I know little about this except that is is used by transgender people, can damage a liver and, if it is helpful against cancer that makes it wonderful.
Best wishes & very very good luck.
Has anyone had this "Antiandrogen" therapy?
My initial therapy was androgen deprivation therapy (Eligard) for two years and IMRT (45 treatments), no surgery. At diagnosis my PSA was 25 and Gleason 8. I'm now almost eight years from diagnosis and my PSA is staying at 0.2 or less. Obviously can't comment about it as therapy for recurrent cancer.
I have a serious research question. Egg Nog or Boiled Custard?
What symptoms did you have that made you think you might have a problem or prostate cancer?
1. Did regular PSA checks; they started to go up each time.I have always watched my health indicators. 2. A DRE (digital rectal exam) suggested lesions in the posterior area. 3. A biopsy clearly showed in the pathologist report that I had out of a test 12 cores - 2 gleason 6's, 2 7's. The rest were okay. (benign). But a 4+3. My cancer was confined to the prostate. And scans showed that it had NOT spread throughout my body. I was pressured to do something fast. It was my choice, but I decided to go on active surveillance. With periodic tests and check-ups. When my PSA jumped faster to around and 18-20, I decided to have a second biopsy which revealed a couple of cores out of 14 indicated 8,s. So I chose radiotherapy,(IMRT) along with Casedex and Lupron. These are androgen deprivation therapy's. My oncologist gave me lots of support during my decision-making time. The radiation went well for me. I changed my diet. (low carbs)Dates: 2011 was when I was first diagnosed with prostate cancer. After lots of research and convincing my urologist to wait for one year- the fall of 2011 to the fall of 2012. I finally decided to do the treatment protocol in the spring of 2013. It's been three years and I have not had what they call a "phoenix return." YET! It all depends what is going on at the cellular and molecular levels. If the conditions are right for the cancer to return - it will. I seem to be managing it okay for the moment. Five years is considered a good bench-mark! Although the psa has moved a little from a 0.010 to a 0.025. Every six months I do a follow-up! Three years in remission is a good sign.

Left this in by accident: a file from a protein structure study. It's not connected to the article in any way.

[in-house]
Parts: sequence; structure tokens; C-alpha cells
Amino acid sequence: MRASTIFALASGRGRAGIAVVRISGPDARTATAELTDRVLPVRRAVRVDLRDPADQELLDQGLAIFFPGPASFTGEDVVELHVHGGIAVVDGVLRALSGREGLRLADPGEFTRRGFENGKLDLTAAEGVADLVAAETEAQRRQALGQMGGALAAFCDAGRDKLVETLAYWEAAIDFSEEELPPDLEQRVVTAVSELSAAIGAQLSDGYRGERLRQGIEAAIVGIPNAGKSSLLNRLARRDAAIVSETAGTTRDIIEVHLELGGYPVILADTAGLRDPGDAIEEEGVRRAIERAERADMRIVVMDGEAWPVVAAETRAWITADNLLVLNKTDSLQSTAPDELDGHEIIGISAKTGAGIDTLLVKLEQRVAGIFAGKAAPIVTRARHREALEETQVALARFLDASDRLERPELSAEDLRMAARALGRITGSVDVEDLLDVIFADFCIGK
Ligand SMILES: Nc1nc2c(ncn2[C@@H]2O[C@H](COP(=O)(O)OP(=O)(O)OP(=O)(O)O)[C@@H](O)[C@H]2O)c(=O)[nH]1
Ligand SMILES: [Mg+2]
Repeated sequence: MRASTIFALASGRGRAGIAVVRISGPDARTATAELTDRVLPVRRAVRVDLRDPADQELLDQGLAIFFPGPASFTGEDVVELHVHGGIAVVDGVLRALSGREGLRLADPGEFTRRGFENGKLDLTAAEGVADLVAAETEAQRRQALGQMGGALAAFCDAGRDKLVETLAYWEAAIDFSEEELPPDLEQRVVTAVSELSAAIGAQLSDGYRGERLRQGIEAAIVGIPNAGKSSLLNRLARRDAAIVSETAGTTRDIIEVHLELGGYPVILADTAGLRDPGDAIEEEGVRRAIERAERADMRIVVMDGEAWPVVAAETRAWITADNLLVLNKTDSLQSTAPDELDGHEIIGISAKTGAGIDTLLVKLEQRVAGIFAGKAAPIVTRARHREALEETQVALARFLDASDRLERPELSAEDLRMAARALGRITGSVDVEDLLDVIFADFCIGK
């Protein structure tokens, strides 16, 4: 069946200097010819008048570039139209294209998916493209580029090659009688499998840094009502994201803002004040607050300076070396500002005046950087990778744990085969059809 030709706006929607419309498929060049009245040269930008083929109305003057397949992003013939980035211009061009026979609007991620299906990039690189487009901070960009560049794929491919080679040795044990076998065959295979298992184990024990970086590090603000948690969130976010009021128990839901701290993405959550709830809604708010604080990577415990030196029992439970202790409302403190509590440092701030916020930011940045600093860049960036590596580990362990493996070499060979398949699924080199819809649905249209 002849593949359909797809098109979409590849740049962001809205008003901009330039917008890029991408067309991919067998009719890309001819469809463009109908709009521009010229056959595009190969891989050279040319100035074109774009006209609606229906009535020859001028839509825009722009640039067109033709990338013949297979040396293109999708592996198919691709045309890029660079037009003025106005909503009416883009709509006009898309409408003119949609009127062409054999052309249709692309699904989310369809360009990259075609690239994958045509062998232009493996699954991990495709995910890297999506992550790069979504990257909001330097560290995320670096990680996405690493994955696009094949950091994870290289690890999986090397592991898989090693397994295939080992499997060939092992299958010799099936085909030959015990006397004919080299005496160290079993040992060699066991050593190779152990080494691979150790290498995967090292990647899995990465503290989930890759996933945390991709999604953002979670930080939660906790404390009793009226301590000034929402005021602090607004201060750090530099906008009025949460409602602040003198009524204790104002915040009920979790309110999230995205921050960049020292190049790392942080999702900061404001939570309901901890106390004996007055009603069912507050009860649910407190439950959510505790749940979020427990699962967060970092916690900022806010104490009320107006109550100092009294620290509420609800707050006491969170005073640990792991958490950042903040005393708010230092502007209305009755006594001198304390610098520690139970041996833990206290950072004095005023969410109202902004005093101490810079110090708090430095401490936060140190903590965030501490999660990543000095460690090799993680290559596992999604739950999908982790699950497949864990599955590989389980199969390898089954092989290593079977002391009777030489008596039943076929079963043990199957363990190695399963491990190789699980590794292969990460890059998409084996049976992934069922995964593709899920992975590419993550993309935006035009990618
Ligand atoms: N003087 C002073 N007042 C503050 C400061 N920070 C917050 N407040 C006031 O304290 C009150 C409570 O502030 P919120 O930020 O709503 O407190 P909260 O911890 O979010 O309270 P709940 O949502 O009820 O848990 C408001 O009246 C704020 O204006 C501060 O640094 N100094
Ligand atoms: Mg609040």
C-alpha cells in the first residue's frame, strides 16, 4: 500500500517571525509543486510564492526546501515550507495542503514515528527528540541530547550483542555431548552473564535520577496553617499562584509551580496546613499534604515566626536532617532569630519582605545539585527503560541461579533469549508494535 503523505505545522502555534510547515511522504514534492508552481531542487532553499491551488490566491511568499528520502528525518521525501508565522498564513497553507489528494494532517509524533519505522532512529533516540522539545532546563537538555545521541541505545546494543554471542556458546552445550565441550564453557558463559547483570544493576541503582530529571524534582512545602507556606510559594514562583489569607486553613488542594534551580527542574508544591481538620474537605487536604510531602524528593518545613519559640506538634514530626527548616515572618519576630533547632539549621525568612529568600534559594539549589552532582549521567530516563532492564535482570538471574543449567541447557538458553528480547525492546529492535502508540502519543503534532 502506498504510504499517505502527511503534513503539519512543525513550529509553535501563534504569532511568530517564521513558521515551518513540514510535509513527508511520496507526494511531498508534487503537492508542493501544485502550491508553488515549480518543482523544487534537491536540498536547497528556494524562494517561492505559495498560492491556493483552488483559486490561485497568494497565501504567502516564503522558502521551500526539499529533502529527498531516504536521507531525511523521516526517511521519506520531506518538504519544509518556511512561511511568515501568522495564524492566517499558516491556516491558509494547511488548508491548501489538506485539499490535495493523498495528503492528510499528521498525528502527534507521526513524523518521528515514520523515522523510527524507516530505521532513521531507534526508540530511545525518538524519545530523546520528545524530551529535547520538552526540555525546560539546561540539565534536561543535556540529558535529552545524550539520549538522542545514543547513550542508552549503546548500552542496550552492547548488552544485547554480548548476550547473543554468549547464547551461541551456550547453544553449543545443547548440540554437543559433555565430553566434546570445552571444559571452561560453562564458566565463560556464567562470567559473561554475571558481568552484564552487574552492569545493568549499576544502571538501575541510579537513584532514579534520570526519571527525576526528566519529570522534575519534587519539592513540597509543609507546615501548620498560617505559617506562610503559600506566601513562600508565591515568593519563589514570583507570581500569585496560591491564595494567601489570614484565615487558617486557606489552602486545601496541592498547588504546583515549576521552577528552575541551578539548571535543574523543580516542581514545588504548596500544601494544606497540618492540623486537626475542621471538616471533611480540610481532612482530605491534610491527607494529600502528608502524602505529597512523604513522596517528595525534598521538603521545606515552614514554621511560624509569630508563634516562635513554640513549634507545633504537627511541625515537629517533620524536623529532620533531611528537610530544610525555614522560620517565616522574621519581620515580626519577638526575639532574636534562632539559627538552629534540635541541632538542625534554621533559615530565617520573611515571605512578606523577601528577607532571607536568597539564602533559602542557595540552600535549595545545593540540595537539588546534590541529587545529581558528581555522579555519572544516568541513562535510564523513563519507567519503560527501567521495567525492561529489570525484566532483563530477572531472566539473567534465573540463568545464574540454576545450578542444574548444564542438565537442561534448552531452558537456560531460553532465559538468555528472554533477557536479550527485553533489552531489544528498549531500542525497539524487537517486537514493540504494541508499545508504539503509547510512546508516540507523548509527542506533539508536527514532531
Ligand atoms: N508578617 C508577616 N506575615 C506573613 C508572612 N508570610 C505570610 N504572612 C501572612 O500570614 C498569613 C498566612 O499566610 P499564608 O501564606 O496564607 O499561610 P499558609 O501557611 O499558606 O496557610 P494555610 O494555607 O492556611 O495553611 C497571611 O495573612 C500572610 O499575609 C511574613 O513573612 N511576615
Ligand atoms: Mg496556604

I believe I have been blessed with a slow growing type. According to epigenetics - you can change the expression of your immuno-suppressor genes. I am aware the cancer "stem cells"
can still be activated - it depends on how well your wellness habits are working for you.I have been experiencing with all sorts of food inputs. i.e. herbs, only eat 2 times a day and do lots of intermittant fasting which seems to lower the expression of insulin in the carb/sugar cycle. And, don't forget to stay up on the latest research. And follow an exercise routine. And join your local support group or go on line to find chat rooms and/or information.
A survivor so far,
I haven't been around, much, too many other things on my plate. Nice to see you are still up and asking questions. Remember, we are all in this together.
I didn't have any symptoms beyond one midnight urination every three days or so. My annual digital exams were clear, but my PSA scores jumped from about 3.5 to 5.5 and then 7.8 within two years. If you check my wall, you'll note that my biopsies were _all_ positive.
So had surgery.